It takes time to successfully treat evergreens with glycerine–two to three weeks–but if you have time, give it a try. Glycerine is non-toxic and available at craft centers. To make the mix, pour one part glycerin and two parts water into a pot. (The final quantity should be enough to submerge the back of your wreath in a pan.) Next, heat the mixture until it just reaches a boil, and then remove it from the heat. Let it cool, and store it in a cool, dark place until use.

Wreath preservation: Follow the same steps for chemical preservation using your glycerin mix, but keep your wreath in it for at least two weeks. After this time, the needles should be somewhat pliable. You’ll need more time for this method, so be sure to purchase wreaths in advance of the holidays. You can also cut evergreen stems, treat them with glycerine, and then make your own wreath. (Click here to see a great DIY wreath-making slide show by Martha Stewart.)

Spray Sealers

Clear foliage sealers are purchased as sprays and are perfect for helping preserve garlands. They keep needles from desiccating and add a glossy finish. There are also glittery ones if you like that sparkly look. Read the product instructions for the application.

Hopefully, one of these methods will work for you. As a final tip, for Christmas tree care I add sugared lemon-lime soda to the water. Adding a can to around a gallon of water will feed the tree and help keep the vascular tissue open for water uptake.

Happy holidays!

Jessie Keith

Black Gold Horticulturist

Christmas Trees, Wreaths, Paperwhites

Lot Christmas TreesWhen buying a cut tree at a lot, keep in mind that the tree has probably been cut for several weeks and it could even be several months. When the tree is cut, it is a natural response for it to seal off the cut in order to conserve moisture. Since the butt end is sealed, it can only absorb  a small amount of water, if any.

This is the reason it is so important to make a fresh cut of about an inch from the butt of the tree just before the tree is going to be taken indoors. Once this cut has been made, the tree should be placed in a bucket of fresh water or placed in the tree stand with fresh water. You may be amazed at how much water the tree will absorb especially during the first few days. Research that I have seen indicates that there is no need to add a preservative, fresh water works just fine. Check the water reservoir in the tree stand several times a day and refill as necessary. If the water level goes below the butt end of the tree, it will begin to seal itself up and this will prevent uptake of water. It is also a good idea to place your tree where it will not be getting warm air from a heater vent.

Living Christmas Tree

Living Christmas TreeThe term ‘living’ tree refers to a tree that is alive and growing and in a nursery container. This is in contrast to a ‘cut’ tree. Check out your local garden center for the varieties of living trees available. Growing in a container with soil, a living tree will be heavy to move around and since they will need to be watered, be sure to have a waterproof saucer under the container.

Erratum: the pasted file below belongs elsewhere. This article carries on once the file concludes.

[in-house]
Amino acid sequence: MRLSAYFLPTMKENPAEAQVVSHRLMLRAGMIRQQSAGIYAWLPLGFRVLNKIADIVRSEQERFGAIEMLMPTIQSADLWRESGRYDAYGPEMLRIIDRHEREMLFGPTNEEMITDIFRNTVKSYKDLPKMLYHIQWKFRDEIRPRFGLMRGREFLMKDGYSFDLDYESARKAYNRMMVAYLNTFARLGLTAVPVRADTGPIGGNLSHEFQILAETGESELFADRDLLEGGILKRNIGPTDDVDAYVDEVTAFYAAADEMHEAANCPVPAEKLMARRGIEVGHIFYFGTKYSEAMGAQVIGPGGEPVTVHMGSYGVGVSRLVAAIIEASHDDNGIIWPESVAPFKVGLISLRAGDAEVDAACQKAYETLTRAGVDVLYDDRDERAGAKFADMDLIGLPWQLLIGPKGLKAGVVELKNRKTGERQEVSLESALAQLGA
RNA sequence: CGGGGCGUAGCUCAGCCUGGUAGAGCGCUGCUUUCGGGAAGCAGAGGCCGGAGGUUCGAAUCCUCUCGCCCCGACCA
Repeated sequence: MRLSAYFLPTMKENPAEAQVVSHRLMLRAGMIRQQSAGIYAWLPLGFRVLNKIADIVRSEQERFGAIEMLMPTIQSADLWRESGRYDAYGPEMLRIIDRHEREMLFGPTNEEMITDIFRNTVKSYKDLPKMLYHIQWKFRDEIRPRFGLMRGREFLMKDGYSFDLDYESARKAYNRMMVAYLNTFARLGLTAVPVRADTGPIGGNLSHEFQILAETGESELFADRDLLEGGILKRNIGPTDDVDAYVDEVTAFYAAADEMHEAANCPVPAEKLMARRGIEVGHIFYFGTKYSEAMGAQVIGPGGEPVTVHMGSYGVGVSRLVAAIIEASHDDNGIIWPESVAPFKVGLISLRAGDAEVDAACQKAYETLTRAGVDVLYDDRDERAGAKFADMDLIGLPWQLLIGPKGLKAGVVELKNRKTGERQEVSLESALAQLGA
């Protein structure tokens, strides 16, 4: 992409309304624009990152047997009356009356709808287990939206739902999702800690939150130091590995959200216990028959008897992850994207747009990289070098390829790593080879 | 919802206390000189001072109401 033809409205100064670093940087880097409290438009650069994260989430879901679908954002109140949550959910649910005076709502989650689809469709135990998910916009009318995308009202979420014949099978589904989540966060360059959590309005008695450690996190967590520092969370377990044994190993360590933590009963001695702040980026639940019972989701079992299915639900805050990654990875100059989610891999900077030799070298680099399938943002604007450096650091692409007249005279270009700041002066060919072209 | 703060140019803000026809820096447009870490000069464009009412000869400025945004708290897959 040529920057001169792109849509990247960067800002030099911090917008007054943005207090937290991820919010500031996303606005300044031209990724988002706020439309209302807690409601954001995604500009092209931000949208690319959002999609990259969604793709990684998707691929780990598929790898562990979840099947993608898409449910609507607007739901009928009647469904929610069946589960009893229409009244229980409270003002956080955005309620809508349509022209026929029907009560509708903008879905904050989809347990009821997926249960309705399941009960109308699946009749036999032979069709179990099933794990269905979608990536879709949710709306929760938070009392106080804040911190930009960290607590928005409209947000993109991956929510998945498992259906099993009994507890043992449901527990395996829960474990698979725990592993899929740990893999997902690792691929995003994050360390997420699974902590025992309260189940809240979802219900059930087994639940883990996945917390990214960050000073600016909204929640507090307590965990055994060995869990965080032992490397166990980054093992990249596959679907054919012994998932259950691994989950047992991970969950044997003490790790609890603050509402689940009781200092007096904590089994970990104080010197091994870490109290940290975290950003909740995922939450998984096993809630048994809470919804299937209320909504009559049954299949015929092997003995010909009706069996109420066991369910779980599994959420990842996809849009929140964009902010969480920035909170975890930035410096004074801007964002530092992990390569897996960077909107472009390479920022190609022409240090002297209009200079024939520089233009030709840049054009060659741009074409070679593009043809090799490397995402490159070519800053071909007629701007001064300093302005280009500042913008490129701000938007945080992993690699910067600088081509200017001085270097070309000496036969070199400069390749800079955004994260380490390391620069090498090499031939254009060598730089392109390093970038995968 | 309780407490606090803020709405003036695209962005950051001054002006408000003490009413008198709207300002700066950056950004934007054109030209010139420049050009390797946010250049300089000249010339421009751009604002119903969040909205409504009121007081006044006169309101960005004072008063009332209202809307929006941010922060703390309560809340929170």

Bringing the tree from outdoors to the warm temperatures of a house can be quite a shock. If there is enough time, a good idea is to place it in a cool garage for a couple of days before bringing it indoors. Place the tree by a window and away from any heat vent. If you are going to put lights on it, use those that do not get hot. Generally a ‘live’ tree should not be indoors more than 7-10 days.
When it is time to take it outdoors, if the temperatures are below freezing, it is a good idea to put the tree back into a garage for several days instead of taking it from a warm house to a freezing outdoors. Once the weather has warmed, the tree can then be planted. Another idea is to plant the tree in a nice container and keep it on a deck or patio and then bring it indoors as a Christmas tree for several years. Before planting, be sure to amend the planting area with Black Gold Canadian Sphagnum Peat Moss Plus.

Wreaths from the Garden

WreathsThere are some wonderful wreaths being offered for sale, many with fresh material from local growers. If you have a supply of greenery, wreaths can be fun to make and give as gifts especially when the materials are from your garden. Fir, pine and holly are traditional, but consider adding something new.
Many cotoneasters are covered with red berries at this time of year as is firethorn (Pyracantha coccinea). I have a friend that has a small business making wreaths and he uses juniper (nice fragrance and of course the blue berries make a nice contrast to the green of other plants), sumac flowers, evergreen Magnolia, Nandina, sweet bay, rose hips, Skimmia, and even dried hydrangea flowers that have a natural look. Most of these materials will hold up very well outdoors as long as they do not get wet from the rain.


Paperwhite narcissus bulbs are very easy to force into bloom indoors. They will often bloom within 3-4 weeks of planting. All that is needed are healthy bulbs and some kind of dish or pot with no drainage. A traditional method is to put in a layer of gravel (many types available at garden centers especially for this purpose), place bulbs on top and bring water level just beneath the bulb. Place container by a window and keep water level constant.

One of the major drawbacks with forcing paperwhites is that they get tall and flop over. Some research from Cornell University indicates that by adding some ethyl alcohol will stunt the growth but you will still get the flowers. About a 5% (no stronger or it may burn plants) solution of ethyl alcohol is required, and so from a 40% distilled spirit such as gin, vodka, rum, etc, you would 1 part of the spirit and 7 parts of water. For this to work, add plain water as normal for the first week and then begin using the alcohol/water solution. Continue using this solution until the plants begin to bloom.

If you do not want to use ethyl alcohol you have for drinking, rubbing alcohol also works. It is about 70% alcohol so 1 part rubbing alcohol to 10-11 parts water would be appropriate. Do not use beer or wine as the sugars in them can cause some problems with plants. I tried this last year and it worked!

Enjoy the season!